Christmas eve visit to Roma family in our neighborhood

Since the first day we arrived in Budapest, there has been a family that has come to our door regularly to beg. Though we are very glad to give to them, it has always been difficult to communicate with them. Little by little I have been learning some Hungarian and little by little getting to know them a little bit better. They have seven children (sounds familiar!), ranging in age from 2 to 18. Sometimes the dad comes to beg alone, sometimes with the kids and sometimes the mom with the kids. We asked them once where they lived and he drew a crude map, but we never really followed up on that.

They are obviously Roma (Gypsy), but I wasn’t exactly sure which kind of Roma (remember that there are over 80 kinds). I guessed that they were Lovari (since most in and around Budapest are), so one day when they came to beg, I carried out the Bible (Lovari is one of the few Roma dialects with a complete Bible in translation). The mother, who always wore a frown and a fairly gruff expression, just lit up when I read to them a Bible verse or two in Lovari! It was her language!

Today we were able to go to the store and get lots of food for them, as well as presents for each of them. We went to their house, which we had arranged the day before. Their poverty is stunning. They live in a tumble-down house, about the size of our living room, apparently without running water. Normally the 9 of them live there, but today when we visited (Christmas eve) there were relatives there too–they kept coming out of the house to meet us, sort of like clowns from a phone booth! They were very warm and friendly. Yet the children are so dirty and the smell of unwashed bodies is strong.

Normally, I speak to them in broken Hungarian, but today I used my very limited Lovari (Romani) and they were thrilled. The mom just lit up when she heard it. I had a children’s Bible story book in Lovari and read several pages from it about the birth of Christ and she kept asking me to read more. She told us that she is pregnant and even asked if I would be the baby’s godfather!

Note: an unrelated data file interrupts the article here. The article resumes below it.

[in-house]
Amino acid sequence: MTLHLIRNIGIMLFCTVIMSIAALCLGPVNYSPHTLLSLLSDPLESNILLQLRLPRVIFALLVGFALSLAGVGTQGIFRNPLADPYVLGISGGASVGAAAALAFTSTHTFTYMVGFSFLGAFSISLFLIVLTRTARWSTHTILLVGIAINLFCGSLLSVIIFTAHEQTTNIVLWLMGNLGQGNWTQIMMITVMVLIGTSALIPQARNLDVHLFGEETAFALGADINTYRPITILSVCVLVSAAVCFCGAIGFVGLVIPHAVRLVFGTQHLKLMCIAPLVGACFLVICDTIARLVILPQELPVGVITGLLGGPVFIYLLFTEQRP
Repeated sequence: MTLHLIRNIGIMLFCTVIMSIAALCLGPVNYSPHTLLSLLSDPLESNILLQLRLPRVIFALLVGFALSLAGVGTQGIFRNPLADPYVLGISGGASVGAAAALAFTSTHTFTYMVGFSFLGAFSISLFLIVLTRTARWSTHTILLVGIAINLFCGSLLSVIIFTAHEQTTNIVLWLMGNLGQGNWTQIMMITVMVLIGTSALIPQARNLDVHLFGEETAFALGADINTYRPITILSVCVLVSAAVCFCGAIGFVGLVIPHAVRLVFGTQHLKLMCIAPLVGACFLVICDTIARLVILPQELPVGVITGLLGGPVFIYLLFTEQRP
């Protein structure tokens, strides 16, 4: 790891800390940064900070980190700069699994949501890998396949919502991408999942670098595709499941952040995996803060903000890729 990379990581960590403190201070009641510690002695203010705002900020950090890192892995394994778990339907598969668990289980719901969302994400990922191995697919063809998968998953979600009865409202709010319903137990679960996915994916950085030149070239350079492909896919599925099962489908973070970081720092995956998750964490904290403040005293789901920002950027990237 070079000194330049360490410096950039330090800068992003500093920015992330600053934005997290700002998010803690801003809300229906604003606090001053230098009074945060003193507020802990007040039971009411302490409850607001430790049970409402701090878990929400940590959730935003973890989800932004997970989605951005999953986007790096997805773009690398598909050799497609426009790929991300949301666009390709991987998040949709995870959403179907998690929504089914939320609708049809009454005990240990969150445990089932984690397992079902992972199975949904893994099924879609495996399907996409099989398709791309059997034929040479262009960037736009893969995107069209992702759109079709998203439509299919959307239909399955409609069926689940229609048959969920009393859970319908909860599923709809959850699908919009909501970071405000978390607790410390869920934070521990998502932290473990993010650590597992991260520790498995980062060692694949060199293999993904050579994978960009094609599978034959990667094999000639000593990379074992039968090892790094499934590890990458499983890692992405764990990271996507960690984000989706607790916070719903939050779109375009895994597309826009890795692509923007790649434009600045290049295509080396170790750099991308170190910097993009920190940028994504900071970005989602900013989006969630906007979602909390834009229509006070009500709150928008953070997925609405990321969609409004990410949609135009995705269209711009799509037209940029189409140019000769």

They were very friendly, and served us soda and some of the walnut rolls we brought. Unfortunately, the dad was drunk, which is not the first time I’ve seen him in that condition.

It was such a joy to bring them a little joy on this Christmas Eve. Praise His name!

Groceries loaded in the van, packing up individual gift bags in the grocery store parking lot

Groceries loaded in the van, packing up individual gift bags in the grocery store parking lot

Gift bags for the parents and kids

Gift bags for the parents and kids

The mom telling Pam that she is expecting number 8!

The mom telling Pam that she is expecting number 8!

The dad and a relative

The dad and a relative

The mom loved it when I read the Christmas story in Lovari (their gypsy dialect)

The mom loved it when I read the Christmas story in Lovari (their gypsy dialect)

1 Comment

  1. karen608 says:

    How wonderful you had things in their language! I wish you could help the man find some work and more hope. Not having running water would be a problem, and space at a minimum for so many. Thank you for giving them a lovely Christmas!

    Like

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